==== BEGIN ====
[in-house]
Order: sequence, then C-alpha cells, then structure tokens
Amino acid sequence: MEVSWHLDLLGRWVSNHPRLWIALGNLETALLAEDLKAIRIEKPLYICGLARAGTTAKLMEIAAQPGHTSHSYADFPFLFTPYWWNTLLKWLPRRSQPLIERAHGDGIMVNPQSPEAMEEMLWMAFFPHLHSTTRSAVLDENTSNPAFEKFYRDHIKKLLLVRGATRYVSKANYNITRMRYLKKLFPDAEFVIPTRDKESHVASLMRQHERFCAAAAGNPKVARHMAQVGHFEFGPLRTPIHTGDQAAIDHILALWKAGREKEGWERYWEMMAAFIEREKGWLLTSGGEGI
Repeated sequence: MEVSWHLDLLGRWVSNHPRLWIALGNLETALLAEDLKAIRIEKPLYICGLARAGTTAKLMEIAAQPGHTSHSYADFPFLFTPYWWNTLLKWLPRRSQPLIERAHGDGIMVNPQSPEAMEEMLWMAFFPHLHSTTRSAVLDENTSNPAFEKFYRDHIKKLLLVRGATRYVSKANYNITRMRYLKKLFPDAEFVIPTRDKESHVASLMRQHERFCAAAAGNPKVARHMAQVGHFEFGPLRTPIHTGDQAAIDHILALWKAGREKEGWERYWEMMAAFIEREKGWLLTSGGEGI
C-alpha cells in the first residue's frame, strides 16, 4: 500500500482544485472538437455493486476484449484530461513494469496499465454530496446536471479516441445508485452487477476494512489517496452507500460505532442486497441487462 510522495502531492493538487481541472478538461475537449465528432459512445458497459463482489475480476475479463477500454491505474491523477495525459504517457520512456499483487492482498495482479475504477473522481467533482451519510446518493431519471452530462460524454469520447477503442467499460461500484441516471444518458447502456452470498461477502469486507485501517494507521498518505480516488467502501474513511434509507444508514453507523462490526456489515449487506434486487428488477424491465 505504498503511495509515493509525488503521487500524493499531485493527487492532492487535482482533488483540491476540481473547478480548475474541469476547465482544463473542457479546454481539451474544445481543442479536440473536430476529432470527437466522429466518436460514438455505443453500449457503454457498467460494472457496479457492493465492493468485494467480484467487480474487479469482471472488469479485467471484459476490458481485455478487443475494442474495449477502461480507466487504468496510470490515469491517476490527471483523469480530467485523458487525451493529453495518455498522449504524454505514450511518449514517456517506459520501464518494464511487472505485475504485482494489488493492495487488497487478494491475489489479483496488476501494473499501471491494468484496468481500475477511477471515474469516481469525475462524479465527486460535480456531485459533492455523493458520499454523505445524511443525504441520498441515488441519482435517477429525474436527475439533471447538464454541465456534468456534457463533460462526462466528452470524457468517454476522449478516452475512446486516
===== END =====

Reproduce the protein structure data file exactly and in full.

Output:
[in-house]
Order: sequence, then C-alpha cells, then structure tokens
Amino acid sequence: MEVSWHLDLLGRWVSNHPRLWIALGNLETALLAEDLKAIRIEKPLYICGLARAGTTAKLMEIAAQPGHTSHSYADFPFLFTPYWWNTLLKWLPRRSQPLIERAHGDGIMVNPQSPEAMEEMLWMAFFPHLHSTTRSAVLDENTSNPAFEKFYRDHIKKLLLVRGATRYVSKANYNITRMRYLKKLFPDAEFVIPTRDKESHVASLMRQHERFCAAAAGNPKVARHMAQVGHFEFGPLRTPIHTGDQAAIDHILALWKAGREKEGWERYWEMMAAFIEREKGWLLTSGGEGI
Repeated sequence: MEVSWHLDLLGRWVSNHPRLWIALGNLETALLAEDLKAIRIEKPLYICGLARAGTTAKLMEIAAQPGHTSHSYADFPFLFTPYWWNTLLKWLPRRSQPLIERAHGDGIMVNPQSPEAMEEMLWMAFFPHLHSTTRSAVLDENTSNPAFEKFYRDHIKKLLLVRGATRYVSKANYNITRMRYLKKLFPDAEFVIPTRDKESHVASLMRQHERFCAAAAGNPKVARHMAQVGHFEFGPLRTPIHTGDQAAIDHILALWKAGREKEGWERYWEMMAAFIEREKGWLLTSGGEGI
C-alpha cells in the first residue's frame, strides 16, 4: 500500500482544485472538437455493486476484449484530461513494469496499465454530496446536471479516441445508485452487477476494512489517496452507500460505532442486497441487462 510522495502531492493538487481541472478538461475537449465528432459512445458497459463482489475480476475479463477500454491505474491523477495525459504517457520512456499483487492482498495482479475504477473522481467533482451519510446518493431519471452530462460524454469520447477503442467499460461500484441516471444518458447502456452470498461477502469486507485501517494507521498518505480516488467502501474513511434509507444508514453507523462490526456489515449487506434486487428488477424491465 505504498503511495509515493509525488503521487500524493499531485493527487492532492487535482482533488483540491476540481473547478480548475474541469476547465482544463473542457479546454481539451474544445481543442479536440473536430476529432470527437466522429466518436460514438455505443453500449457503454457498467460494472457496479457492493465492493468485494467480484467487480474487479469482471472488469479485467471484459476490458481485455478487443475494442474495449477502461480507466487504468496510470490515469491517476490527471483523469480530467485523458487525451493529453495518455498522449504524454505514450511518449514517456517506459520501464518494464511487472505485475504485482494489488493492495487488497487478494491475489489479483496488476501494473499501471491494468484496468481500475477511477471515474469516481469525475462524479465527486460535480456531485459533492455523493458520499454523505445524511443525504441520498441515488441519482435517477429525474436527475439533471447538464454541465456534468456534457463533460462526462466528452470524457468517454476522449478516452475512446486516